• SkyWatcherSkyWatcher Member Posts: 1,571 ✭✭✭✭✭
    edited November -1
    Actually we're considering an apple orchard, and selling fall produce in a retail type operation. My dad has had quite a bit of success fruit farming (strawberries mostly, some balckberries and raspberries) and a lot of luck with the fall produce like pumpkins, ornamental corn, gourds, etc. - minus the apples of course. That way we keep the majority of the really hard labor seasonal in the spring and fall, and the rest of the time, I expect a work schedule that isn't too taxing - especially in the winter. I WILL NOT raise livestock - except maybe the alpaca my wife wants for some reason...anyway, this is our line of thinking...

    To whom much is given, much is expected.
  • cowdoccowdoc Member Posts: 5,845 ✭✭✭
    edited November -1
    skywatcher if your looking at the begining farmer loan deal you need to go to your local FSA/FMHA office and ask about it there they should be able to help you out.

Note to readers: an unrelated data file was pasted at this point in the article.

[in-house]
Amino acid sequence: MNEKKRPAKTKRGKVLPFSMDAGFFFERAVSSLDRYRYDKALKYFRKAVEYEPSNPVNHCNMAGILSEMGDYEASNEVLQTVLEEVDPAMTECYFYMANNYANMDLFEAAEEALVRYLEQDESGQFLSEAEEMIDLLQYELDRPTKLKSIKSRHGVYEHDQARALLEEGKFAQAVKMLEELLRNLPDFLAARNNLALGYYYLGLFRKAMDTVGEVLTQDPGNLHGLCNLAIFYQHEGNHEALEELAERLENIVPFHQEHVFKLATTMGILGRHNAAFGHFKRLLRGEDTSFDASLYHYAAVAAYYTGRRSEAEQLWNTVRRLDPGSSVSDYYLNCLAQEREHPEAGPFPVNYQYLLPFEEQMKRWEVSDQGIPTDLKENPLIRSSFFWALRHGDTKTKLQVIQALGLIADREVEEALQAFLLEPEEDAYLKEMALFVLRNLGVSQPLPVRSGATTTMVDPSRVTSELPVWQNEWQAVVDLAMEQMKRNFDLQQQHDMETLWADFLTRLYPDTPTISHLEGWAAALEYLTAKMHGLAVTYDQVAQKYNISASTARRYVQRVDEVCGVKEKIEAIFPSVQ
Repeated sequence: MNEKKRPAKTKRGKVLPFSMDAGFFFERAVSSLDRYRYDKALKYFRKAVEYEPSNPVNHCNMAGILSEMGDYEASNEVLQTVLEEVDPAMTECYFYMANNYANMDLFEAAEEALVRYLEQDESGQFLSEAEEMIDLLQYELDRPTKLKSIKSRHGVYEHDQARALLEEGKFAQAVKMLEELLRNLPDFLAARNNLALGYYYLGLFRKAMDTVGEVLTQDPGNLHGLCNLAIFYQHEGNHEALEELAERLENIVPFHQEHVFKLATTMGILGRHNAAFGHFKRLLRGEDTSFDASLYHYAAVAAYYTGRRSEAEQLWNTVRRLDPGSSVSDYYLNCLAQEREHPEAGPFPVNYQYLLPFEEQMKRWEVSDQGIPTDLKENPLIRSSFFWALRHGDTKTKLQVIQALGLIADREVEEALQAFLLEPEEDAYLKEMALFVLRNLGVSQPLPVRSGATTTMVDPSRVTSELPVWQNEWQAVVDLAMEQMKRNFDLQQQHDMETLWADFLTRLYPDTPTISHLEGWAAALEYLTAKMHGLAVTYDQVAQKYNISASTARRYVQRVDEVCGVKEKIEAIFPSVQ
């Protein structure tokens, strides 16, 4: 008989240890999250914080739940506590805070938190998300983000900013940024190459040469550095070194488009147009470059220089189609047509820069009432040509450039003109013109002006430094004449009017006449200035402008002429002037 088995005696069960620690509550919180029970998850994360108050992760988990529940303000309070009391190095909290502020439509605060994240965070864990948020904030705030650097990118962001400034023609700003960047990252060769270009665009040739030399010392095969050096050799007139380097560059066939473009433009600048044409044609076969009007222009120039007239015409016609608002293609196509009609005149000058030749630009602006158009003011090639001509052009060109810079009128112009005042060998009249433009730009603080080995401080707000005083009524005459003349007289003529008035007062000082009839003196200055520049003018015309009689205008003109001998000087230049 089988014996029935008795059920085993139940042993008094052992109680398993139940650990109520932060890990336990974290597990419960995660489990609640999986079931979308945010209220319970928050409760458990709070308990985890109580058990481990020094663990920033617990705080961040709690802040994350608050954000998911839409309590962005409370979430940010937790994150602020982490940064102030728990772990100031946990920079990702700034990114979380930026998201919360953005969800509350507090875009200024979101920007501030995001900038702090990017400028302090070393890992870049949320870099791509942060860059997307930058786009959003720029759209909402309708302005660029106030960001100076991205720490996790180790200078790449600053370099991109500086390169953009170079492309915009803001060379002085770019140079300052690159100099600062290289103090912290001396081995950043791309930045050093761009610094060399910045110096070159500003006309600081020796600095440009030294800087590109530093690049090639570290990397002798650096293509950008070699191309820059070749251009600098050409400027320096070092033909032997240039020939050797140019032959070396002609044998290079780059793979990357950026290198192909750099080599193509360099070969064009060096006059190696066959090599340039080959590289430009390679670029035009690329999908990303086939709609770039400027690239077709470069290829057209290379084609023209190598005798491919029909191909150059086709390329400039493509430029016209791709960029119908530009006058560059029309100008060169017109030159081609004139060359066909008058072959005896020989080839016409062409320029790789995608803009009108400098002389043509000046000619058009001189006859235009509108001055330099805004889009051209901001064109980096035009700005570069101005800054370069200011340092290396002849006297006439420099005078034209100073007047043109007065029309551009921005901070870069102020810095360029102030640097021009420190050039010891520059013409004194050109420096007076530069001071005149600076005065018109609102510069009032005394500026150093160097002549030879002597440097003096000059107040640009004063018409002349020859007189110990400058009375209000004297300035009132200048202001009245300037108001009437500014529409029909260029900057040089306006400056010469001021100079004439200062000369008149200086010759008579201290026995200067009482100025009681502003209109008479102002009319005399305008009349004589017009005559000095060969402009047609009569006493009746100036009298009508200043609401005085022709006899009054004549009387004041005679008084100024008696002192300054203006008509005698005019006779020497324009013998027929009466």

i checked into the begining farmer loan when i started farming years ago but didnt use that program, i'll tell you right now that there is a lot of paper work to fill out with that program.
    doc
  • SkyWatcherSkyWatcher Member Posts: 1,571 ✭✭✭✭✭
    edited November -1
    Thanks for the advice Doc...if you don't mind my asking, do you think there is a better way to go about financing a farm from scratch (or almost scratch)...the reason I ask is that you mentioned a different route that you took...any advice is appreciated.

    To whom much is given, much is expected.